Zhou: There are lots of people who are cursing you…
Wu: I’m not talking about anyone else. It’s you who’s cursing me.
[Zhou moves in and scuffles slightly]
Crowd, various cries: Beat him! Beat him to death! Beat the running dog! Stupid cunt!
Wu, garbled: If you want to challenge me, you need to have less people on your side
[Sound of mild smack. Kerfuffle. Gibberish from the crowd. Someone cries "Stop!" (think of the children), "Get up," and the onlooker classic, "Forget it. Let it go."]
[Wu is now inexplicably downed. He gets up.]
Crowd: Now you know what China’s opinion of you is!
Wu: Let’s just have a debate with her today.
Crowd loses its shit: Debate your mother! Let’s just debate him!
Wu: So many people beating me up. Me, one person. I’m here today to debate.
Zhou: Who the hell is here to debate with you?
It goes on like this for a while. It’s really not much of a fight, and quite how Wu ends up cowering on the ground is beyond us. Zhou has been supposedly detained by the police and may have to spend the next five days staring at the ceiling in the Maizidian police station (via LeTV.com PR director Ren Guanjun [the post has since been removed]). Upping the amusement factor were onlookers: Wuyue Sanren (a Weibo public figure) and Ai Weiwei, who has personal form with Wu and just so happened to be taking a midday stroll in the rain past the park. Ai merely observed and didn’t lay a pudgy finger on anyone, despite what Wu is now claiming.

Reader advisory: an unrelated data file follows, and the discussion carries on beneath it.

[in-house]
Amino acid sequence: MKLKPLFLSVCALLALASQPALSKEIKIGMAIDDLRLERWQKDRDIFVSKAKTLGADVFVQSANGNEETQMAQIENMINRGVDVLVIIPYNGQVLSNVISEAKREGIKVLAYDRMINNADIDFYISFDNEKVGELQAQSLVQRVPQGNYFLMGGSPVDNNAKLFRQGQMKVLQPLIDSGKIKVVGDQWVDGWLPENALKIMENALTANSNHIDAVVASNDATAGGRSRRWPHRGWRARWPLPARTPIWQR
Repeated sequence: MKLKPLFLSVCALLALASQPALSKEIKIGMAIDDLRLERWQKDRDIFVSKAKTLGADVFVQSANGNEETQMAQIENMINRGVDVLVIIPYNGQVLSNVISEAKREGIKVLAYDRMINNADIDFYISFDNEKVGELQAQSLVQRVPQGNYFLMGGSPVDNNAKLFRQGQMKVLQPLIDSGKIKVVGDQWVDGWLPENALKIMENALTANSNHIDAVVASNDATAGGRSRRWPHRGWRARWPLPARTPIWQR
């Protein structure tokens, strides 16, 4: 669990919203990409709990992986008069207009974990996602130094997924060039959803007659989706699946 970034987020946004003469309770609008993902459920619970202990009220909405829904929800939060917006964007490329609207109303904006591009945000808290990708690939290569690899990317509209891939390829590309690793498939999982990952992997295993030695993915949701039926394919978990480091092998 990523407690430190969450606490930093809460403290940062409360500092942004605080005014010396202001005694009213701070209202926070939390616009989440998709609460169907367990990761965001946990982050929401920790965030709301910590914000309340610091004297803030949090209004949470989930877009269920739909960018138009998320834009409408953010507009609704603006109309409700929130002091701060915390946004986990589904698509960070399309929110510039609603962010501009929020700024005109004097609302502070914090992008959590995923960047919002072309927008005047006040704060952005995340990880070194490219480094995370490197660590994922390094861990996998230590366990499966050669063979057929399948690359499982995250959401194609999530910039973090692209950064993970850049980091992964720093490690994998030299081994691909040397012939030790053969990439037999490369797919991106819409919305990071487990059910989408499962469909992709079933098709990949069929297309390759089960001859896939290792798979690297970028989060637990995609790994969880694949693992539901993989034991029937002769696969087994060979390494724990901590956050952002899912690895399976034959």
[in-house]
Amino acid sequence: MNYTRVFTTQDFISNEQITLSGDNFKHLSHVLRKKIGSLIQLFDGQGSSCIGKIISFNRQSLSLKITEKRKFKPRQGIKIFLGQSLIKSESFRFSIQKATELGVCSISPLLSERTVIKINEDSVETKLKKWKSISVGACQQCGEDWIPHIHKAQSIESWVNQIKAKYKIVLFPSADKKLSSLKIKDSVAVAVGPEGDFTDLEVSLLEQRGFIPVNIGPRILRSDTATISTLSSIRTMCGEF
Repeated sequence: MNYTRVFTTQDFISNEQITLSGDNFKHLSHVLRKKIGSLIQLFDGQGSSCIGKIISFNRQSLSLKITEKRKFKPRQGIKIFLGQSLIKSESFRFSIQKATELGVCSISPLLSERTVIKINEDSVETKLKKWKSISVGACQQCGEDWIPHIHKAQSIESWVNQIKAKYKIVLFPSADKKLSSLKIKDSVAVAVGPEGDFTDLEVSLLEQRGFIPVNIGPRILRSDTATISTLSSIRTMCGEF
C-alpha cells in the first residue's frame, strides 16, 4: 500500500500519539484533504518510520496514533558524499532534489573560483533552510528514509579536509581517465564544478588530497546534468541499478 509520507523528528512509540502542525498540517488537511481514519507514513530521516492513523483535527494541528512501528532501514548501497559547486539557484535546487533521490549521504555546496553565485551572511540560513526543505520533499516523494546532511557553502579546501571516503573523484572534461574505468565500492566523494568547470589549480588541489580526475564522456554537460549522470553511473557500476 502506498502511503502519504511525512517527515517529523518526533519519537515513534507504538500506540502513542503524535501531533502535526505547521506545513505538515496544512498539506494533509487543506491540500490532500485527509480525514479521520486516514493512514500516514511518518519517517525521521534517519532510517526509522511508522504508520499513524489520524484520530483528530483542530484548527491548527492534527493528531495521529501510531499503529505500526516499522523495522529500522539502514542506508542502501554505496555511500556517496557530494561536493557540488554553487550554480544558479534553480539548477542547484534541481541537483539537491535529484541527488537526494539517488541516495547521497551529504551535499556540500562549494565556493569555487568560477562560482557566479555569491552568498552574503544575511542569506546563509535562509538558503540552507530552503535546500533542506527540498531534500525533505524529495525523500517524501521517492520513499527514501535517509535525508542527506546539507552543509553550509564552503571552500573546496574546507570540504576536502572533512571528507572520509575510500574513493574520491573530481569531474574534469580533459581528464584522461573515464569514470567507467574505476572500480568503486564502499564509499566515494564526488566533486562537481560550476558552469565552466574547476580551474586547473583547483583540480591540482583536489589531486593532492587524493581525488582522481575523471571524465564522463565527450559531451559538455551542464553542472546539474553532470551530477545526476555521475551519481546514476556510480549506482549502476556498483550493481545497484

(Ai had this to say about that on Twitter: “Regarding Sima Nam, Wu Fatian, Hu Xijin and the likes, it’s not so much if one should hit or not, but rather that by touching such a dirty, as well as evil, idiot one would really dirty one’s hands.”)